It’s one of the hardest things, to realise when you’re being happy. My being happys scarcely register because they’re so short-lived and superimposed on a background of unremitting gloom and pessimism. A being happy, for me, is like a white bird drifting across thunderclouds, a spark in a fire that’s all-but gone out, a… well, that sort of stuff.
But today I was happy for a few seconds – nay, maybe even a minute – and the reason? Because I had come up with an elegant solution to the broken rabbit-hutch catch. Yes – it was broken. The rabbit hutch – I don’t have a rabbit, by the way – for reasons I won’t go into had been out in the garden for some time, getting rained on. It had a catch shaped like a heart, which I rather liked, but the damp had de-laminated it; it had blown out like a rose and the screw had rusted. Every time I tried to turn the catch another plywood petal fell off. Months, this has been going on.
I had been thinking – as I do with all DIY, which I was brought up to believe only men could do – oh, I’ll wait for my brother-in-law to come over from Canada in the autumn. Or fall, as they say in Canada. My brother-in-law is extremely clever and practical and loves to have a series of ‘projects’ to keep him busy. He builds shelves for his sister and mends the garden fence for his mother. He cleaned out the gutter for my mother one year, and mowed her lawn. Last autumn he painted my bathroom green. Unfortunately he has now fallen rather ill. There are lots of tests and an operation ahead of him, and other nasty stuff. I am not sure they will make it to the UK this year. Or it may have to be Christmas instead. I suddenly thought – this is no good. You must mend the rabbit-hutch catch, you lazy old moo.
I regarded the rabbit hutch for a while, where it sat in the corner of my kitchen, drying out. Waiting for inspiration to strike. I walked past that rabbit hutch with cups of coffee, with plates of cat food, on my way to the sink, after passing the fridge, and my brain was positively whirring. What you need, I murmured, is something that already has a hole in it. This is because my toolkit consists of:
- A claw-hammer
- Duct tape
- Cereal packets
- Clothes pegs
Brother-in-law was surprised that I didn’t have a drill. I was surprised that he thought I would have one. Ladies don’t have drills. But his sister does have a drill. She is also very clever and capable. But whatever I have fixed about the house I have fixed with one of the above, or a combination. First, I tried out a measuring spoon. I had a set of those American spoons. British recipes give quantities in ounces – or did, before we went, theoretically, metric. American recipes usually quantify in spoons. I realised I would never need the ¼ teaspoon one. I am quite capable of quartering a teaspoonful of flour, mustard or whatever with a knife, having done Cookery at school (see Blancmange ). Also, I never cook now. But the ¼ teaspoon wasn’t man enough for the job, and a bit wobbly. Also, it looked silly. Then I thought – a peg! A peg already has a hole in it.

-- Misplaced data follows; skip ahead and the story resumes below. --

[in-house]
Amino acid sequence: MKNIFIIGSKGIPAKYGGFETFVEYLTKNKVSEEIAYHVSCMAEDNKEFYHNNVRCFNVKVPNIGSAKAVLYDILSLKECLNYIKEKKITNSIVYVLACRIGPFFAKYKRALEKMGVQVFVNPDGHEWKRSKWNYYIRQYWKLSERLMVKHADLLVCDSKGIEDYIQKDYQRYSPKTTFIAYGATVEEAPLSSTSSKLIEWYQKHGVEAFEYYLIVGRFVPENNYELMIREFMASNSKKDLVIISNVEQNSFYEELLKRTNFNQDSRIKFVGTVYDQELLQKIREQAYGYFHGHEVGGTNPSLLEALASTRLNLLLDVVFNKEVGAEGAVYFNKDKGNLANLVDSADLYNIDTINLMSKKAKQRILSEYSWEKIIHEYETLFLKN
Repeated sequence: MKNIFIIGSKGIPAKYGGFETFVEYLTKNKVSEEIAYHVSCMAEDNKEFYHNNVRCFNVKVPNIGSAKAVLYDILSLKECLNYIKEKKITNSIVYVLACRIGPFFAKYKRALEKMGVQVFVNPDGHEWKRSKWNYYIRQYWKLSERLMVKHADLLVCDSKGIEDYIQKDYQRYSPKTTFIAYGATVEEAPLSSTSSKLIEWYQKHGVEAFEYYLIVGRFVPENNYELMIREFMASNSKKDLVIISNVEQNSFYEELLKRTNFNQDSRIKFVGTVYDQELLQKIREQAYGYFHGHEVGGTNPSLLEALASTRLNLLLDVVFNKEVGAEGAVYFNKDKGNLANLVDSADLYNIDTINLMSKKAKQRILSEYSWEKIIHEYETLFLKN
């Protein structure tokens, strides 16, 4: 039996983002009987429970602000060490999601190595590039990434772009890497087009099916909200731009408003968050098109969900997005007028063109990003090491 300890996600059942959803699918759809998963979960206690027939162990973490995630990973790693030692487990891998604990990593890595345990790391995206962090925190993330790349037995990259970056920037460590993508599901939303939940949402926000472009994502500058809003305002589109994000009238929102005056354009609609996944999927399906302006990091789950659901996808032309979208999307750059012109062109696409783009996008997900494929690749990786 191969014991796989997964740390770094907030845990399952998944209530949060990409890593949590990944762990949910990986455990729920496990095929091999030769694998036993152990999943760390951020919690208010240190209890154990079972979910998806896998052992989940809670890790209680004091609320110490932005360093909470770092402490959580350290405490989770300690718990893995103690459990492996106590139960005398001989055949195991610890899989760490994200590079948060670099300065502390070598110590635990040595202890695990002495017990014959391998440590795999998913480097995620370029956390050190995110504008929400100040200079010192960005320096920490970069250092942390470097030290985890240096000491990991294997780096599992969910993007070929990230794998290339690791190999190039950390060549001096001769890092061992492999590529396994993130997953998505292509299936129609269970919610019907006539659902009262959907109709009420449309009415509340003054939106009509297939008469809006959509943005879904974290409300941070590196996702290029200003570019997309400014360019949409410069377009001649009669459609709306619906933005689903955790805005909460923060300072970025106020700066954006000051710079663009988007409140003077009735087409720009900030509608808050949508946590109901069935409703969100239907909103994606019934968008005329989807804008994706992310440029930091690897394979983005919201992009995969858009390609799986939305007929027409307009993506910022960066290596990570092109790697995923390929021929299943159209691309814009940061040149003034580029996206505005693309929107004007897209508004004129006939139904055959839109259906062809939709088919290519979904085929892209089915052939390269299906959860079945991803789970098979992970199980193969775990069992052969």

Then I hit a snag. The screw was rusted into the hole and screw and screw as I might, (anti-clockwise) with my trusty Phillips screwdriver (with the pretty orange handle) it would not come out of the rabbit hutch. So I pulled it out with the pliers which left a bigger hole than anticipated. I found a single long screw left over from a bookcase kit and tried screwing it into the hole but it wobbled and fell out because the hole was too big. Unsatisfactory.
I rummaged around in the back of Grampa’s roll-top desk and found… a whole plastic bagful of nuts and bolts left behind by various builders and handymen. I collect stuff like that. I even go round the outside of the house, picking up nails. Also the elastic bands discarded by the post-lady, and fallen bird-feathers. Waste not, want not.
And in the whole plastic bagful of nuts and bolts I found – well, I’m not sure what it was – masonry bolt is the terms that springs to mind – a very long, very thick screw with a flat end. I poked it into the hole and screwed (clockwise) with my Phillips screwdriver for some considerable time and eventually all of the screw part of the – thingy – disappeared into the hole in the rabbit hutch and didn’t wobble. This left just enough – thingy – projecting from the rabbit hutch to clip the clothes-peg onto. It looks rustic and arty, and works a treat.
Just for a second there I knew how Whatisname felt when he dreamed the structure of the DNA double-helix.